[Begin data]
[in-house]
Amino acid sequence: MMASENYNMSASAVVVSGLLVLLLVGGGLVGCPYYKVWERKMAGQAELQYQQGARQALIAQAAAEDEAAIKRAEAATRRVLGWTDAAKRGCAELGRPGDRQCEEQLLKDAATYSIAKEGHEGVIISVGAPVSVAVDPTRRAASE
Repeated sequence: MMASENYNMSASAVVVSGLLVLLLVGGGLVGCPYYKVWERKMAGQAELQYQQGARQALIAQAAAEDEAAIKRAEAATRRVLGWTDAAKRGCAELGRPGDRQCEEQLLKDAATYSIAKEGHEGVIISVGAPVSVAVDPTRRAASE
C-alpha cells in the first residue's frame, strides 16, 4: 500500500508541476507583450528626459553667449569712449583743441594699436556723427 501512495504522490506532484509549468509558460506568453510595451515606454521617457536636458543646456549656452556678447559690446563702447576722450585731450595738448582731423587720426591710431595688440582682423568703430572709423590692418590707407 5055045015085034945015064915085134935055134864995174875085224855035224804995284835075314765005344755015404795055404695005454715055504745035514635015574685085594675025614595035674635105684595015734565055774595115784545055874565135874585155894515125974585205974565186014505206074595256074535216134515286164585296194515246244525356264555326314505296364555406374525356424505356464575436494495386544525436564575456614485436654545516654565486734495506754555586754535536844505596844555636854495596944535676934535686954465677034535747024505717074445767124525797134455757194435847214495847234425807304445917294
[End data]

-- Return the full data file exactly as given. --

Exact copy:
[in-house]
Amino acid sequence: MMASENYNMSASAVVVSGLLVLLLVGGGLVGCPYYKVWERKMAGQAELQYQQGARQALIAQAAAEDEAAIKRAEAATRRVLGWTDAAKRGCAELGRPGDRQCEEQLLKDAATYSIAKEGHEGVIISVGAPVSVAVDPTRRAASE
Repeated sequence: MMASENYNMSASAVVVSGLLVLLLVGGGLVGCPYYKVWERKMAGQAELQYQQGARQALIAQAAAEDEAAIKRAEAATRRVLGWTDAAKRGCAELGRPGDRQCEEQLLKDAATYSIAKEGHEGVIISVGAPVSVAVDPTRRAASE
C-alpha cells in the first residue's frame, strides 16, 4: 500500500508541476507583450528626459553667449569712449583743441594699436556723427 501512495504522490506532484509549468509558460506568453510595451515606454521617457536636458543646456549656452556678447559690446563702447576722450585731450595738448582731423587720426591710431595688440582682423568703430572709423590692418590707407 5055045015085034945015064915085134935055134864995174875085224855035224804995284835075314765005344755015404795055404695005454715055504745035514635015574685085594675025614595035674635105684595015734565055774595115784545055874565135874585155894515125974585205974565186014505206074595256074535216134515286164585296194515246244525356264555326314505296364555406374525356424505356464575436494495386544525436564575456614485436654545516654565486734495506754555586754535536844505596844555636854495596944535676934535686954465677034535747024505717074445767124525797134455757194435847214495847234425807304445917294